How to get help for hair-pulling

Getting help from a therapist can be an effective way to start learning how to control symptoms of trichotillomania and stop them before they become lifelong problems. Whether you go to online or in-person therapy, a licensed professional can help you confront your hair-pulling and set you on a path to success using a variety of therapy techniques.

One such therapy is called habit reversal therapy (HRT). This type of therapy helps you identify the trigger and replaces the urge to pull at your hair with an action that directly inhibits your ability to pull at your hair (e.g., something that uses both of your hands). 

Some psychiatrists might also prescribe selective serotonin reuptake inhibitors (SSRIs), so talk to your doctor about your options.

More research suggests that trichotillomania affects around 0.5% to 2.0% of the population, The American Psychological Association estimates that trichotillomania affects roughly 4% of the U.S. population, so if you are experiencing this disorder, you are far from alone. Support groups where you can connect with peers who are experiencing trichotillomania can be another source of healing and community. 

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Is hair-pulling disrupting your life?

Participating in online therapy can be beneficial for those struggling with trichotillomania and other kinds of mental health disorders. BetterHelp is an online counseling platform for adults, while TeenCounseling provides similar services, but for teenagers (and parents of teens). Each is designed to help you receive assistance from the comfort of your home. Since those struggling with impulse control disorders often have high levels of anxiety, making it to in-person therapy sessions might be difficult. Online therapy makes it possible to still receive care that is both convenient and comfortable.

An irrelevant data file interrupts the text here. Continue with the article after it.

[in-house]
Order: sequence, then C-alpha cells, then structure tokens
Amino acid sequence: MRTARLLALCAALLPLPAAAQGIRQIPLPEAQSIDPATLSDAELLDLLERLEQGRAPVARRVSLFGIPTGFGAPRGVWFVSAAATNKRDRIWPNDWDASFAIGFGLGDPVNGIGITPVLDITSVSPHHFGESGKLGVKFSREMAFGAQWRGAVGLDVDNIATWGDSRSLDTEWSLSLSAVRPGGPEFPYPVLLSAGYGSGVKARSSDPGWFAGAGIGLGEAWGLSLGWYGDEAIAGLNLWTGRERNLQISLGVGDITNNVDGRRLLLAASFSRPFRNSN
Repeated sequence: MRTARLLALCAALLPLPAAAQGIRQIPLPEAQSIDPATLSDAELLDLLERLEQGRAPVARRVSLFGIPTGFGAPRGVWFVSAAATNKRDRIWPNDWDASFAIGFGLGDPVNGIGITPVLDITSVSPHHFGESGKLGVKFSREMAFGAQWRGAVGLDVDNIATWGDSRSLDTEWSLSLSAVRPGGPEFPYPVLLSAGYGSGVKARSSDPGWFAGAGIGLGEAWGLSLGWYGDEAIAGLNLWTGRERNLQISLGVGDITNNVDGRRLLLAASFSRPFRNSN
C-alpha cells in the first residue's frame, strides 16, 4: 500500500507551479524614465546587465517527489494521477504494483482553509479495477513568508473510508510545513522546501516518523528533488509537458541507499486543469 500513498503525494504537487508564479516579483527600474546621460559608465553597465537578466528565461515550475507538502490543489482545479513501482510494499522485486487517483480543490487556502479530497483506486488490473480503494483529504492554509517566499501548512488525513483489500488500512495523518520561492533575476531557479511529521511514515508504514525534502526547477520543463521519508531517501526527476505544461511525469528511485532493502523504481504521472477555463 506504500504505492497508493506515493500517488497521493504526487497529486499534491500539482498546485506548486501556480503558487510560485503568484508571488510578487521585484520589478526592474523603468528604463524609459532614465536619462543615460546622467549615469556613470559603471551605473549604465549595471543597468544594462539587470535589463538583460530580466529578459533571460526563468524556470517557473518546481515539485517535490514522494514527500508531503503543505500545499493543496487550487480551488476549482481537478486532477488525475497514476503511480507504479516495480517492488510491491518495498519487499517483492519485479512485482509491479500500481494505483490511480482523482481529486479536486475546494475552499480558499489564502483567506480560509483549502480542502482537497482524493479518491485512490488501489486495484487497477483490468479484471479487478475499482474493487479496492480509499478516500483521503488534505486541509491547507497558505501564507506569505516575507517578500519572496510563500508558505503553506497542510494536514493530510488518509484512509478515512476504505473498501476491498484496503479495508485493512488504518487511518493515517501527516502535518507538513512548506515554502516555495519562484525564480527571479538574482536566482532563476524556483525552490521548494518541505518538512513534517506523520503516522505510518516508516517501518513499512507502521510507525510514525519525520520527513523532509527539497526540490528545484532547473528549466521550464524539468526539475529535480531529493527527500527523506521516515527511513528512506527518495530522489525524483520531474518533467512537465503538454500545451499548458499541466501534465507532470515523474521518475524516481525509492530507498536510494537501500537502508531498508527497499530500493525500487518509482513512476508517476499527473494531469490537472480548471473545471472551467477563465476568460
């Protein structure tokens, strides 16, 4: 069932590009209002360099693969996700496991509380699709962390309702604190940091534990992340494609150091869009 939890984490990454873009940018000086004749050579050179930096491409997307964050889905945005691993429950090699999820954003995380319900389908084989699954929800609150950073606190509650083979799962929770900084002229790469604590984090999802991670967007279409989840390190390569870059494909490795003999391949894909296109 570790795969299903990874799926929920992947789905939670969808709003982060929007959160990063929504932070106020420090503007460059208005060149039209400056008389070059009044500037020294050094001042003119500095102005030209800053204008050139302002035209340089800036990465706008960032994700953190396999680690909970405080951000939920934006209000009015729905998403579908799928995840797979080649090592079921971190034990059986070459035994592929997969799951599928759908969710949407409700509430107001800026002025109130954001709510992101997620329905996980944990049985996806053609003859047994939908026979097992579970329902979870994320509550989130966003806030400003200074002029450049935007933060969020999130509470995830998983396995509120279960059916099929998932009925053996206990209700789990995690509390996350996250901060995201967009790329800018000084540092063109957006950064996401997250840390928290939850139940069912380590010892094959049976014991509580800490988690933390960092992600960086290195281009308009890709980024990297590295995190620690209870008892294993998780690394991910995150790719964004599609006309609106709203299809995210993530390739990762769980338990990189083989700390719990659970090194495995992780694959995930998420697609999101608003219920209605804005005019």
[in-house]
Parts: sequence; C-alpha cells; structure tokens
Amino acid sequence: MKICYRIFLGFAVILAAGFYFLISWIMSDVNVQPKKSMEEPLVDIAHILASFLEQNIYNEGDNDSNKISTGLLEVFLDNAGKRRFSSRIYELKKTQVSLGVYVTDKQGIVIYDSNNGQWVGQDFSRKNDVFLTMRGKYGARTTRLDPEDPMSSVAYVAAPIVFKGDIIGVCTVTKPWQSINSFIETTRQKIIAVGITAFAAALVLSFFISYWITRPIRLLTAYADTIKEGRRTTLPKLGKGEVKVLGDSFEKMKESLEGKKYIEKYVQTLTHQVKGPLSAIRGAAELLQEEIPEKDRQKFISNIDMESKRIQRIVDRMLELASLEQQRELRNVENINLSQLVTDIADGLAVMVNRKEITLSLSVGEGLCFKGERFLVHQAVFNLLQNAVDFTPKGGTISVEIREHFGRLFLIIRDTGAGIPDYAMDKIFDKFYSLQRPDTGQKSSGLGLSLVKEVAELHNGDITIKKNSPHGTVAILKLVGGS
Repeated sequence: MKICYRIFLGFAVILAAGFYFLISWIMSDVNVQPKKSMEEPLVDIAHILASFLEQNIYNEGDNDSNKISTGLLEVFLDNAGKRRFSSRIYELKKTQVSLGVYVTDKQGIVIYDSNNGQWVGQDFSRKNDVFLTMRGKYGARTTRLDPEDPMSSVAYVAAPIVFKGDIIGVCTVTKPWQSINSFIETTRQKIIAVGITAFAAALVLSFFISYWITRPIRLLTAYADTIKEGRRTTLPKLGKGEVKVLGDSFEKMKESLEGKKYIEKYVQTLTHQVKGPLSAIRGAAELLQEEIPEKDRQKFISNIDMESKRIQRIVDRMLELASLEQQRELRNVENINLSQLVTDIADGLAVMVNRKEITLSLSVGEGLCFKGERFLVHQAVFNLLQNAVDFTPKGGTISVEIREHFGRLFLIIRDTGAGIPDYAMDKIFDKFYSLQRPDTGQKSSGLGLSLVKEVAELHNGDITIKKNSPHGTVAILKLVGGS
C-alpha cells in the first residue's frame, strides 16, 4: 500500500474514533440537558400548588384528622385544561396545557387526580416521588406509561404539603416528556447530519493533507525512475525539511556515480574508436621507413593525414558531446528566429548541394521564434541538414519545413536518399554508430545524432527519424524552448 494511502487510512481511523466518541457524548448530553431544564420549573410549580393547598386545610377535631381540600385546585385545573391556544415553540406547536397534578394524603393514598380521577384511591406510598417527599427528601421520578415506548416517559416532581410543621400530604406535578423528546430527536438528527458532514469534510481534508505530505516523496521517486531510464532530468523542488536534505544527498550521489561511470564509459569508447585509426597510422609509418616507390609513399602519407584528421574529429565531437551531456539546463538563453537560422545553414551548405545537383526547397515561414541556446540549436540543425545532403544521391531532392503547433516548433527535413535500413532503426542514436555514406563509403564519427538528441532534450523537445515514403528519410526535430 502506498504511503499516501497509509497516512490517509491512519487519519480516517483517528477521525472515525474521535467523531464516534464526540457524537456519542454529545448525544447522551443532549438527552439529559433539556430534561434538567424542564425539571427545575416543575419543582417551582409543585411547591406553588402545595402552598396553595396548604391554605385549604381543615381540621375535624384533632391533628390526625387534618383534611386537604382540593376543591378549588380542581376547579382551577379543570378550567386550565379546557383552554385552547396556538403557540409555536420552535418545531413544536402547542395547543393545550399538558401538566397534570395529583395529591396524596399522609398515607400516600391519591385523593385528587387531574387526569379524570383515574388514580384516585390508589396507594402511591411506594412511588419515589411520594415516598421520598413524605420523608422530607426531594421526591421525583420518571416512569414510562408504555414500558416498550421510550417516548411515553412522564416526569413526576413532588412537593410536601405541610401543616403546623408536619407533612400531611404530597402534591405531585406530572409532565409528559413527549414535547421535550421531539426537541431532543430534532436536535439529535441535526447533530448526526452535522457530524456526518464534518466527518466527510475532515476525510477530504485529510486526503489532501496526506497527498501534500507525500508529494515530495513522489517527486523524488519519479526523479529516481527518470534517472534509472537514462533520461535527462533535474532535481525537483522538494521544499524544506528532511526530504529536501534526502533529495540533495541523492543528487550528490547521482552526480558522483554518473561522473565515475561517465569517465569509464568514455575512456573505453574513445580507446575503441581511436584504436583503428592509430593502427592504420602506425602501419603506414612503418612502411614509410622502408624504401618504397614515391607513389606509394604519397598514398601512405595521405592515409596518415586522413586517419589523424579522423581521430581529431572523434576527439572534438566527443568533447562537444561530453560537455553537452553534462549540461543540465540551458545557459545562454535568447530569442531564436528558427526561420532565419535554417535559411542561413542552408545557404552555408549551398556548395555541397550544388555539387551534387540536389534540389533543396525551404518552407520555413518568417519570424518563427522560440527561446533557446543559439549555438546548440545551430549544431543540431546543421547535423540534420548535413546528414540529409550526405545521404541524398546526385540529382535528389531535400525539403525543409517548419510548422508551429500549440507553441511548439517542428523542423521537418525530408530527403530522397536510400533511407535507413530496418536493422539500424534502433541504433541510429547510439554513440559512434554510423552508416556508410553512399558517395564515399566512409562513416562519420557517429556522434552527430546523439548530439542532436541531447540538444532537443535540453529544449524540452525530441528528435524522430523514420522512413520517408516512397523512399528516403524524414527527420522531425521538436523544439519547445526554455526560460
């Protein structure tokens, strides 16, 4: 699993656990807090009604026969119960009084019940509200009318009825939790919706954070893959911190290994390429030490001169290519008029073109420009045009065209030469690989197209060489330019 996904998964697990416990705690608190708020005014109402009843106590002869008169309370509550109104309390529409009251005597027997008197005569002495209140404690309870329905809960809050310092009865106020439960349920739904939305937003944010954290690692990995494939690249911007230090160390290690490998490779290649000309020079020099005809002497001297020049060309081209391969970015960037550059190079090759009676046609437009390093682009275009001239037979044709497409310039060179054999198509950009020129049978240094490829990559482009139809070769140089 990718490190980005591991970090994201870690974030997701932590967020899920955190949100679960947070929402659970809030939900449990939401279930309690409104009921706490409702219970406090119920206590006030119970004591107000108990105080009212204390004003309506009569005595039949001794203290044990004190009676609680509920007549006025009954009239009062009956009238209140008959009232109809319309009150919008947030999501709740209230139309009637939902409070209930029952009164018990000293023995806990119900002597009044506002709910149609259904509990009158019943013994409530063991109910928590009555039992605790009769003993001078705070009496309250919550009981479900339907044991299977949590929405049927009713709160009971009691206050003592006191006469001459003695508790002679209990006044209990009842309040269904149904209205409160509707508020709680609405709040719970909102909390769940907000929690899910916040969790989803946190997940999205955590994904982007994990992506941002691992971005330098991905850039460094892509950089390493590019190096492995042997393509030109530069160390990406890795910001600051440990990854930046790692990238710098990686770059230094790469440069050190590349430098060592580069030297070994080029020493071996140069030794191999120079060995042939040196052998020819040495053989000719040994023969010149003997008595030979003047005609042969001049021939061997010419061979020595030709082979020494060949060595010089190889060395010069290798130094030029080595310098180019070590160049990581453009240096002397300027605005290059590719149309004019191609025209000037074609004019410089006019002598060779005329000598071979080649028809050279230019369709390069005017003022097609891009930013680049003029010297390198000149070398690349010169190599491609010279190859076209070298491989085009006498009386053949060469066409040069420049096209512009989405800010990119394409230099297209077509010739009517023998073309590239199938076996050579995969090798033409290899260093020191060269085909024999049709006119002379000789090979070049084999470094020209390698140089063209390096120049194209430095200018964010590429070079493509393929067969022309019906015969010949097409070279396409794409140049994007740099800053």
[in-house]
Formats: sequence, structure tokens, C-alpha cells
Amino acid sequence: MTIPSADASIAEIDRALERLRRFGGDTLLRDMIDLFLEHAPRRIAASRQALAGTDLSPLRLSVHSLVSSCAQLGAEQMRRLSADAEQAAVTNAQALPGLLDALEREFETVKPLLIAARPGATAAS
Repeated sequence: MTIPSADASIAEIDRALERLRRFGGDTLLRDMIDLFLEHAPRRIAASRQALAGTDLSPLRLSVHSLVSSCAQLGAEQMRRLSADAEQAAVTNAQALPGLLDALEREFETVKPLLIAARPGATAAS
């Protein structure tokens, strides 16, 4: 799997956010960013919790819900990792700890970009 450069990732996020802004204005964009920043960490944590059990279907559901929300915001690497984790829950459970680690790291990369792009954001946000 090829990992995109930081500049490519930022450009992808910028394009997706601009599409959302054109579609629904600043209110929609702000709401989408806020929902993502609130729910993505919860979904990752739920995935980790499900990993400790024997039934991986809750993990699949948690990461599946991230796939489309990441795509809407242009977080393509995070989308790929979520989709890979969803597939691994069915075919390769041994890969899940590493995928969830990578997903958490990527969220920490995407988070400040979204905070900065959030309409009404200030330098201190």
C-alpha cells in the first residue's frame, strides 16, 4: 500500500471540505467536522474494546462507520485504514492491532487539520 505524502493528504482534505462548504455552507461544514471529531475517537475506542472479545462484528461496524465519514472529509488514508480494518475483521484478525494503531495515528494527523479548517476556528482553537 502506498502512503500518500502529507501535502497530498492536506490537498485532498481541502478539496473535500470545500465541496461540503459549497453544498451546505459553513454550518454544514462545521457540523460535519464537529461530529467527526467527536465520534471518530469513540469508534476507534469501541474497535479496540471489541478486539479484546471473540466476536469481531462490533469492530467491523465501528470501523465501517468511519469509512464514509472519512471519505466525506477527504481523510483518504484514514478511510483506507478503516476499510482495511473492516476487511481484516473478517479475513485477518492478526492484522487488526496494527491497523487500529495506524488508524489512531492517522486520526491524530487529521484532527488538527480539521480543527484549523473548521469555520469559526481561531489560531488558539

Recent studies also continue to prove the efficacy of online-based interventions. For instance, one such study demonstrated that an online self-help intervention was effective in reducing symptoms of trichotillomania.

Counselor reviews 

If you are still apprehensive about online therapy, check out verified user testimonials, such as this one:

“Stephanie is a blessing for the whole family. To know that my daughter has someone that she can reach out to whenever she needs is a great resource in those difficult times. I know my daughter is in good hands and I am always happy about Stephanie’s feedback and so is my daughter. I can see that the regular sessions give her stability, and the app makes it easy for her as well. The different time zones (we live across the Atlantic) are also in our favor since our daughter can reach out at night when she is thinking about her problems and get a response right away. - I can highly recommend her.” - Review written by TeenCounseling user M.A. after counseling with Stephanie Young for 5 months

Takeaway

Hair-pulling disorder can not only be difficult to manage, but it can also contribute to lowered self-esteem and impact your social life. However, with the help of a trained medical or mental health professional, you can review the common causes and symptoms of trichotillomania and seek treatment options that may be effective for you. You do not have to address this impulse control disorder on your own. An online therapist can work alongside you as you identify your triggers, learn new coping mechanisms, and take steps toward a life in which you are more in control of your happiness and health.